Take a look at your living space and watch each item very closely and intently. Now pick one item which hasn’t been used for past 6 months… Try and think how did you get that item – did you buy it or was it gifted? What value did it bring then? How often do you use it? Does it bring the same value now? Would you want to keep it or be better disposing it off?
We are living in a fast paced, materialistic, dog eat dog world, characterised by technological and advertorial blitzkrieg where the latest acquisition becomes obsolete even before the last emi is paid thus leaving the buyer yearning for more….
The ubiquitous, year long “Discount Sale” in the guise of Blockbuster Sale/Diwali Bonanza/Shopping Festivals by online giants/shopping malls never fails to entice the gullible, impulsive shopper…
The socio economic scenario in India defined by improved employment opportunities,, easy availability of credit, increased purchasing power, coupled with sprawling infrastructure giving rise to mushrooming shopping malls in even tier 2 or 3 cities, has further spoilt the buyer for choice…
Smart phones, wearables, electronics – the likes of mp3 players, power banks, headphones, e book readers, tablets, smart devices, laptops, chargers, watches, footwear, clothes (including the most important ones which make one look dressed like either a Scarecrow or a Stuffed toy 🧸), books, magazines, household items, etc.. continue to rule our wardrobes, drawers and other storage space at home. We love to hoard…..
Material possessions, which are often linked to pseudo happiness they purport to bring, get made irrespective of their utilitarian value. Very often, an impulse purchase is driven by human zest to impress or make others envious. It’s the insatiable desire to be loved or liked in virtual world that is also driving our real world crazy…. We are increasingly become slaves of “Acquisitive Happiness”.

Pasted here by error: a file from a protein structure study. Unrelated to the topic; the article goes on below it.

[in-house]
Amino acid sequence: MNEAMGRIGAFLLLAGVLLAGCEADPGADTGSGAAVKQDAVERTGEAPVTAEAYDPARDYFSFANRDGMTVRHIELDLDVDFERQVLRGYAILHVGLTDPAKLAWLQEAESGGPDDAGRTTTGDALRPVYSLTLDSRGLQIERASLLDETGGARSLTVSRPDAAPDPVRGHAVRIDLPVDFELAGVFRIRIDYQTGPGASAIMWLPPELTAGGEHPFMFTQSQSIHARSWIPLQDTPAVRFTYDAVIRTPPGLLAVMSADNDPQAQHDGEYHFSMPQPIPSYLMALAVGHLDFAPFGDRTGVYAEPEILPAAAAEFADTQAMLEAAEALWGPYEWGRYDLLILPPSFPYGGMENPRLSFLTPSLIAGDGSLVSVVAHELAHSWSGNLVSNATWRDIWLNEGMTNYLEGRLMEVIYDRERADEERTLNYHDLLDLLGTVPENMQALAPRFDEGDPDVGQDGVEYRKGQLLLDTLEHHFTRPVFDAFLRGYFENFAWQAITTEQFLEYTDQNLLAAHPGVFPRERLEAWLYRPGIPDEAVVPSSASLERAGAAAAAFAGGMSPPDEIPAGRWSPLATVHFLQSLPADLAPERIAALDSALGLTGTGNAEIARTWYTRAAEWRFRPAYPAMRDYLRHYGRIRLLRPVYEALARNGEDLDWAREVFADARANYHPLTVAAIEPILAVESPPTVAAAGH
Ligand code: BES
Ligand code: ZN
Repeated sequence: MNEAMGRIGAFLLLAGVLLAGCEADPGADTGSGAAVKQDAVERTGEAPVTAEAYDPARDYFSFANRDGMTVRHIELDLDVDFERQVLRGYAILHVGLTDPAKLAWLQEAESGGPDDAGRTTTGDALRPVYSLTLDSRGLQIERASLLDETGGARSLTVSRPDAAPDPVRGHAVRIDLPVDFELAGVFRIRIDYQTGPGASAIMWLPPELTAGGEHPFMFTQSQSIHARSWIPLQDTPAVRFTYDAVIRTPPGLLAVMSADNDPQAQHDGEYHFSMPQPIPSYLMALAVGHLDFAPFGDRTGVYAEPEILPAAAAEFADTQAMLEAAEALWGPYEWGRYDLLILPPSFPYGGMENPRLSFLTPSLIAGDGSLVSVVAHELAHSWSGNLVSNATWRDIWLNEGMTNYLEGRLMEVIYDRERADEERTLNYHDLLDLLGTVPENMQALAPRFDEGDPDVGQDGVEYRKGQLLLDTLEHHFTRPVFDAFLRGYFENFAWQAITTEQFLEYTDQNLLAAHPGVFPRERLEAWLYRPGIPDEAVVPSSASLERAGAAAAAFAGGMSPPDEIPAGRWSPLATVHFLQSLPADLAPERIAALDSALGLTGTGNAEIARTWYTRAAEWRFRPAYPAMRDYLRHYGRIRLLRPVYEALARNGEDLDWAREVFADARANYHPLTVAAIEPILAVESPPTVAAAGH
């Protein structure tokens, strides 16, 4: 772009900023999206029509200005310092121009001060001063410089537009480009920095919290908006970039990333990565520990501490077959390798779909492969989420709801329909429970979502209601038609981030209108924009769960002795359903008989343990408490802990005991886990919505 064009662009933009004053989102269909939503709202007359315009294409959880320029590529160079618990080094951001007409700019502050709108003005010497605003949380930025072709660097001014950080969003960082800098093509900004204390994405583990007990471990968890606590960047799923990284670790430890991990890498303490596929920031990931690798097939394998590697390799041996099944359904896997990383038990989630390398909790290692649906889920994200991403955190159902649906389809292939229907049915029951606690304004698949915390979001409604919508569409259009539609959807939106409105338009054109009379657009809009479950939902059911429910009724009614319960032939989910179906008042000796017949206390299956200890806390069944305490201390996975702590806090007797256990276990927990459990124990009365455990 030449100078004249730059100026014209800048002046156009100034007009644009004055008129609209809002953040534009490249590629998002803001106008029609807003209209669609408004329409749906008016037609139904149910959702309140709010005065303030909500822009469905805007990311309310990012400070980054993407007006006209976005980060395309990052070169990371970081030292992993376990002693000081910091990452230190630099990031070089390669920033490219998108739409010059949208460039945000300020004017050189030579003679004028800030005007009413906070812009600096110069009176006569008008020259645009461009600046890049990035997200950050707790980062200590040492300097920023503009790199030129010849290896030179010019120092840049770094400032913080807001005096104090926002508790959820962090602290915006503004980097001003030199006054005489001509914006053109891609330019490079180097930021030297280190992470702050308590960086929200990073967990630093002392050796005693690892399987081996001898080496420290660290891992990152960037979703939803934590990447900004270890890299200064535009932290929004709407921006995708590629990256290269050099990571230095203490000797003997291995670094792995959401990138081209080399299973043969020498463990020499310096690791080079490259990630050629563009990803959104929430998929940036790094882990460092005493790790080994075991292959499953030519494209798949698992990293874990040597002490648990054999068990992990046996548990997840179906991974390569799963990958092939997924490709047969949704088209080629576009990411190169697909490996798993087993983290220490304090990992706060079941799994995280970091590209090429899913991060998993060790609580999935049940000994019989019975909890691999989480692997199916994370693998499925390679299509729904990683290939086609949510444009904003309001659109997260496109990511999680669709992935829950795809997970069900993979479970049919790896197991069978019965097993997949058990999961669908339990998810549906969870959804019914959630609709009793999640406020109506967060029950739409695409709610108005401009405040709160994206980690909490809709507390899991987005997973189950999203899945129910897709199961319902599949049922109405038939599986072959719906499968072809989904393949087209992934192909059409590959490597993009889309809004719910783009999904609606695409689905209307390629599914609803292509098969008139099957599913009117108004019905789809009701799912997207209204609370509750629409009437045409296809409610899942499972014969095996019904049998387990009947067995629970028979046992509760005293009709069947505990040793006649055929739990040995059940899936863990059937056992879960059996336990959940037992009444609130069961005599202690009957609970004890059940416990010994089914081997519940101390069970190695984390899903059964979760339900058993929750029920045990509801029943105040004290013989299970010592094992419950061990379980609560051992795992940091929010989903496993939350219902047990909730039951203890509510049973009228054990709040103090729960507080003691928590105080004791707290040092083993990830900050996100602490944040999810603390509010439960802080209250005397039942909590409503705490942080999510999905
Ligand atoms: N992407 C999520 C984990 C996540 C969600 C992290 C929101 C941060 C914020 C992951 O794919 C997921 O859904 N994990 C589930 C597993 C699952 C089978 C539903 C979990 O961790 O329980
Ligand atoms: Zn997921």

Quest for happiness – > Impulse purchases -> low usage of the items – – > stuffed homes –> cluttered life – – > Stress…. but what’s the stress about?
As per a study done by a research team of DePaul University, Chicago, the material clutter has a bearing on our minds.
- Clutter can induce a physiological response which may include increase of cortisones that add to stress. – Stress of cleaning up the surroundings, stress of regular maintenance of equipment/household goods.
- Procrastination is also linked to hoarding – constantly avoiding tasks adds to stress.
- Mindless acquisition and hoarding of articles soaks up our energy and impacts mental being negatively.
So what shall one do? Stop shopping or accepting gifts from our family or friends or simply suppress one’s desire to make new purchases?
The answer is NO.
Instead, pay attention to cleaning up your physical space of unnecessary items. De cluttering your space will de clutter your mind.
- Don’t over crowd your homes.
- Be judicious about your purchases
- Focus on functionality not alone flamboyance
- Hoarding doesn’t bring happiness, clearing does. Try it….
- Spend on experiences ( watch a play, go for mountain biking, indulge in photography or simply take a walk in the nature, etc…) rather than acquisitions.
- Make cleaning or tidying up a habit.
Happiness is not about spending the money, which you don’t have, on things which you don’t need and to impress people you don’t like….
Happiness is also not about waiting for that perfect score in exams or that dream job or that grand celebration or the next swanky car you plan to buy albeit is about living each moment to the fullest – be it – enjoying that cup of coffee ☕️ or listening to a melodious number or reading a book 📚 or spending time with old friends 👬
Now go back and look at that item which I prompted you to pick up in the beginning of this blog – and make your decision…
Have a HAPPY 😃 Life…..
Amit Nand Mohla